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Class In Session: 11 Lessons We’ve Learned From Prince


Growing up, everyone has a story on music or films or series that they connected with early on and staked their way forever into their hearts for one reason or another. For me, those hands down Top 3 are The Lost Boys, Nightmare on Elm Street, and Purple Rain. Being raised by two parents heavy in working the club scene I was about five years old when I really remember being introduced to the world that was style, sexuality, tragedy, and glamour aka Prince Rogers Nelson–and I couldn’t get enough. From the moment that silhouette faded into the screen behind those fabulous purple letters PURPLE RAIN sprawled across calling attention to all that is dearly beloved, I was hooked.

Religiously watching the story of the creative tortured underdog, I eventually wanted to know more about this magical man who captivated my heart at such an early age, so I quizzed my parents on everything they knew about Prince. Was this story true? Where is Minnesota and when are we going? What’s eyeliner and where can I buy some? When am I getting a guitar? If my birthday is 10 days after his, does this mean we’re soul mates? What’s a Gemini?

By the time I was around 7, I was bit hard by the writing bug, heavily into my white balloon covered notebook scribbling every thought, fear, or idea that came to mind with the sounds of my dad’s vinyl record player blaring in the background. It became my favorite pastime and something I looked forward to every weekend when visiting him, and upon my arrival he always knew to put on your purple majesty.

Kids always play games, especially growing up opposite the rich side of the tracks you had to make your own fun. Ours was Prince and the Revolution, grabbing mops and brooms and swaying fast to the instrumental sounds of air and terrible adolescent voices. It was a known fact amongst my group of cousins and friends that I, was always Prince. The kid of my mother’s friend that randomly joined one afternoon didn’t get that memo, shoving me to the side shouting that I couldn’t be Prince because I was a girl, therefore needing to step to the left or right to play either Lisa or Wendy. Let’s just say that young man still may have a knot upside his head in shape of a broom stick and I was grounded the remaining summer. And I definitely played Prince that day.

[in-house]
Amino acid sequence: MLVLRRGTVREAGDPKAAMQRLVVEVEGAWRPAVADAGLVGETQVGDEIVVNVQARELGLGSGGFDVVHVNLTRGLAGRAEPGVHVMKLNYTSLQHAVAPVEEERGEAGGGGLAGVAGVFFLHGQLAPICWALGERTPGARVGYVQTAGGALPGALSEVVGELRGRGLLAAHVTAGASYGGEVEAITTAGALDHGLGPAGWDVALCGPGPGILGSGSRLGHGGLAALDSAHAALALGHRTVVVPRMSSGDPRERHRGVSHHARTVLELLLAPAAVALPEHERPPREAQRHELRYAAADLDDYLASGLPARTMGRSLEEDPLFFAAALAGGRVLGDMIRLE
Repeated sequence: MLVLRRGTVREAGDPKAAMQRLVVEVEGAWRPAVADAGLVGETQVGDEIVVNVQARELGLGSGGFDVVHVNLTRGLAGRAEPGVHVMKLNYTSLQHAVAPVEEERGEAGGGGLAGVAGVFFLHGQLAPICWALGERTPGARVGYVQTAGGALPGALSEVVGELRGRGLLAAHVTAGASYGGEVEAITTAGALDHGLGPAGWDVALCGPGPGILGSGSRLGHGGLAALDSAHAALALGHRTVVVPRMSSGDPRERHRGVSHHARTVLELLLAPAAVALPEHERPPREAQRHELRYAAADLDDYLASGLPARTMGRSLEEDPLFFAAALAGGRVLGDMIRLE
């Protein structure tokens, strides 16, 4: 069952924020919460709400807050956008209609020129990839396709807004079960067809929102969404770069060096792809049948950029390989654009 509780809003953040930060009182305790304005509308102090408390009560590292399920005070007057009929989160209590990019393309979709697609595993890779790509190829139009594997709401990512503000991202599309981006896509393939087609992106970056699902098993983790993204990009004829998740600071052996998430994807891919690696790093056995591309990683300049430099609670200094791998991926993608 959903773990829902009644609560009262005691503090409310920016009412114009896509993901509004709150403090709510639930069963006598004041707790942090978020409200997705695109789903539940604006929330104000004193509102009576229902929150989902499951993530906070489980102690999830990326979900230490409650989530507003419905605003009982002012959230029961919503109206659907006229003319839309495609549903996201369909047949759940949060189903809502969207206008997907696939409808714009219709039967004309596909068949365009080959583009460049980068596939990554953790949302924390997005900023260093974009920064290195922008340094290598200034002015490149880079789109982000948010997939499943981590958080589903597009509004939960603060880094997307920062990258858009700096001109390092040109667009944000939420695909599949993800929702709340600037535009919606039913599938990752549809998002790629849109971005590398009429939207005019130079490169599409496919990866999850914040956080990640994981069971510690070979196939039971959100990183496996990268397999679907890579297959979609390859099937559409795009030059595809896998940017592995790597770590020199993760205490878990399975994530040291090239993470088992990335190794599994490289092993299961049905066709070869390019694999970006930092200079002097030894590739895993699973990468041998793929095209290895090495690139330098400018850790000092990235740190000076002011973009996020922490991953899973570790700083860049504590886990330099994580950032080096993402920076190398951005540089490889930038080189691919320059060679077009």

And when it comes to The Artist, most of us have these stories. Where we were, what pulled us in, what inspired us on, what turned us on, what brought us down, and what pulled us through. Most can’t talk music in particular without mentioning his name. This realization was more than apparent upon breaking news yesterday that Prince Rogers Nelson passed away at the age of just 57. Almost needless to say, I needed a moment. I needed more than a few. I’ve definitely been sad in the past of some celebrity deaths, but this one hit me like a ton of purple bricks and I ugly cried as if a close family member died. An immense part of my childhood, my adulthood, my creative drive–felt ripped to pieces. Eventually pulling myself  and my eyeliner together, I of course had to take to social media and the response to Prince’s death was surprisingly soothing–reading all the impactful stories and seeing so much footage and never before seen photographs. The man was beyond legendary. And shouts to MTV for going MTV playing music videos again and taking a break from Teen Shore whatever.

And stories aside, most of us were given lessons. Let’s talk things we’ve learned from Mr. Nelson.

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Sh*t We’ve Learned About Dating From Horror Films

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Over the weekend I got some down time to hit the theaters with friends and go see The Conjuringfor those of you unfamiliar it follows the story of the Warren couple who are also paranormal investigators whom step in to help a terrorized family from a dark presence at their new home.

Knowing anything about me one of the things high on the list is that I am a dedicated fan of the Horror genre basically since birth, and despite the fact that most releases lately have sucked, I had to go and check this film out front and center.

And I was not disappointed.

Based off of a true story (actually the Warren couple are behind the true story of The Amityville Horror as well), the film like most was slow in the beginning but definitely kept the tone of eerie throughout. The acting was on point and the scares delivered. Everyone, including myself for the first time, was hollering in that theater like a fool.

scaredI can watch things like Child’s Play all day, but put an antique doll in my face along with creepy old ladies in a house and there is a problem.

The film went on to gross $41.5 million over the weekend and it is solid proof that the Horror genre is not dead and that people still love a good story and to be scared.

But what I realized specifically after talking with a friend is that we live our own little Horror films in our everyday lives.


And of course, there are rules and things to be learned.